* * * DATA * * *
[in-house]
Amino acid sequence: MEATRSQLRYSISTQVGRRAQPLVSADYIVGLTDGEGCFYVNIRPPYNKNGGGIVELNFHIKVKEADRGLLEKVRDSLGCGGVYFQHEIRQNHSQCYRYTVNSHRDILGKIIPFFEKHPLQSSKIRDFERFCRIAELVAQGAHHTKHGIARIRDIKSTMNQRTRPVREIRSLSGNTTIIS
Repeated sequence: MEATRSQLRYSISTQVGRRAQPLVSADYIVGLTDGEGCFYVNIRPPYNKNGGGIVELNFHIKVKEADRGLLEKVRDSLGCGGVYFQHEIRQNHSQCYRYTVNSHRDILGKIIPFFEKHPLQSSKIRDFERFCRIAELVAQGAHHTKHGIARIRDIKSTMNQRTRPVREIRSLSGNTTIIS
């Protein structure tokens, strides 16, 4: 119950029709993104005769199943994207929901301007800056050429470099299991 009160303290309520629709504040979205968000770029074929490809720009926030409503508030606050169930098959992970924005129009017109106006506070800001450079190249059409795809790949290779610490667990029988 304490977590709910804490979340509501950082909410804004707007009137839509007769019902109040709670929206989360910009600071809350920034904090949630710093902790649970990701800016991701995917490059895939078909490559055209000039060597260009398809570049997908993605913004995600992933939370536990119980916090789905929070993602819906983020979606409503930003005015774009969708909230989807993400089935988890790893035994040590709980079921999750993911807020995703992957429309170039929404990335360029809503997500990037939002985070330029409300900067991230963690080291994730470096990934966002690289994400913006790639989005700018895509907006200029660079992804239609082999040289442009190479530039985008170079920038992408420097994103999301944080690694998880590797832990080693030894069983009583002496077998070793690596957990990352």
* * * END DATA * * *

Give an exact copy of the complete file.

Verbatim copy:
[in-house]
Amino acid sequence: MEATRSQLRYSISTQVGRRAQPLVSADYIVGLTDGEGCFYVNIRPPYNKNGGGIVELNFHIKVKEADRGLLEKVRDSLGCGGVYFQHEIRQNHSQCYRYTVNSHRDILGKIIPFFEKHPLQSSKIRDFERFCRIAELVAQGAHHTKHGIARIRDIKSTMNQRTRPVREIRSLSGNTTIIS
Repeated sequence: MEATRSQLRYSISTQVGRRAQPLVSADYIVGLTDGEGCFYVNIRPPYNKNGGGIVELNFHIKVKEADRGLLEKVRDSLGCGGVYFQHEIRQNHSQCYRYTVNSHRDILGKIIPFFEKHPLQSSKIRDFERFCRIAELVAQGAHHTKHGIARIRDIKSTMNQRTRPVREIRSLSGNTTIIS
């Protein structure tokens, strides 16, 4: 119950029709993104005769199943994207929901301007800056050429470099299991 009160303290309520629709504040979205968000770029074929490809720009926030409503508030606050169930098959992970924005129009017109106006506070800001450079190249059409795809790949290779610490667990029988 304490977590709910804490979340509501950082909410804004707007009137839509007769019902109040709670929206989360910009600071809350920034904090949630710093902790649970990701800016991701995917490059895939078909490559055209000039060597260009398809570049997908993605913004995600992933939370536990119980916090789905929070993602819906983020979606409503930003005015774009969708909230989807993400089935988890790893035994040590709980079921999750993911807020995703992957429309170039929404990335360029809503997500990037939002985070330029409300900067991230963690080291994730470096990934966002690289994400913006790639989005700018895509907006200029660079992804239609082999040289442009190479530039985008170079920038992408420097994103999301944080690694998880590797832990080693030894069983009583002496077998070793690596957990990352």